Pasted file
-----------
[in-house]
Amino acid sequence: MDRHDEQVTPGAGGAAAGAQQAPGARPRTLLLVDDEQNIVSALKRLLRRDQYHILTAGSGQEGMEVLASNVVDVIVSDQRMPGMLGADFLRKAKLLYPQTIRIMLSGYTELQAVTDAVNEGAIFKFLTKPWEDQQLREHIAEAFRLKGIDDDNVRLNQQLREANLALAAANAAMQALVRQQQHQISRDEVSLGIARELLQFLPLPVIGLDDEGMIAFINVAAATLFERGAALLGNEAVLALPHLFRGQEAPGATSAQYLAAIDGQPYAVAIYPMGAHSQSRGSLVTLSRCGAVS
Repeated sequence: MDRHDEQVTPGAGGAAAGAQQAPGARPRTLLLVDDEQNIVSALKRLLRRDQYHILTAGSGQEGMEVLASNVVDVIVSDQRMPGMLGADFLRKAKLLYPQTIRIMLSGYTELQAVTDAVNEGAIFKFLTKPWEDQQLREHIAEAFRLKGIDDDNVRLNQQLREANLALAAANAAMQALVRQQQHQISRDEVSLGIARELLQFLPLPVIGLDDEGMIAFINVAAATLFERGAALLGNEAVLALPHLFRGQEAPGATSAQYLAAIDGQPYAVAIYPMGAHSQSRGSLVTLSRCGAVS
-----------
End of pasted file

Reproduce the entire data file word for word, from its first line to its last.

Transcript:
[in-house]
Amino acid sequence: MDRHDEQVTPGAGGAAAGAQQAPGARPRTLLLVDDEQNIVSALKRLLRRDQYHILTAGSGQEGMEVLASNVVDVIVSDQRMPGMLGADFLRKAKLLYPQTIRIMLSGYTELQAVTDAVNEGAIFKFLTKPWEDQQLREHIAEAFRLKGIDDDNVRLNQQLREANLALAAANAAMQALVRQQQHQISRDEVSLGIARELLQFLPLPVIGLDDEGMIAFINVAAATLFERGAALLGNEAVLALPHLFRGQEAPGATSAQYLAAIDGQPYAVAIYPMGAHSQSRGSLVTLSRCGAVS
Repeated sequence: MDRHDEQVTPGAGGAAAGAQQAPGARPRTLLLVDDEQNIVSALKRLLRRDQYHILTAGSGQEGMEVLASNVVDVIVSDQRMPGMLGADFLRKAKLLYPQTIRIMLSGYTELQAVTDAVNEGAIFKFLTKPWEDQQLREHIAEAFRLKGIDDDNVRLNQQLREANLALAAANAAMQALVRQQQHQISRDEVSLGIARELLQFLPLPVIGLDDEGMIAFINVAAATLFERGAALLGNEAVLALPHLFRGQEAPGATSAQYLAAIDGQPYAVAIYPMGAHSQSRGSLVTLSRCGAVS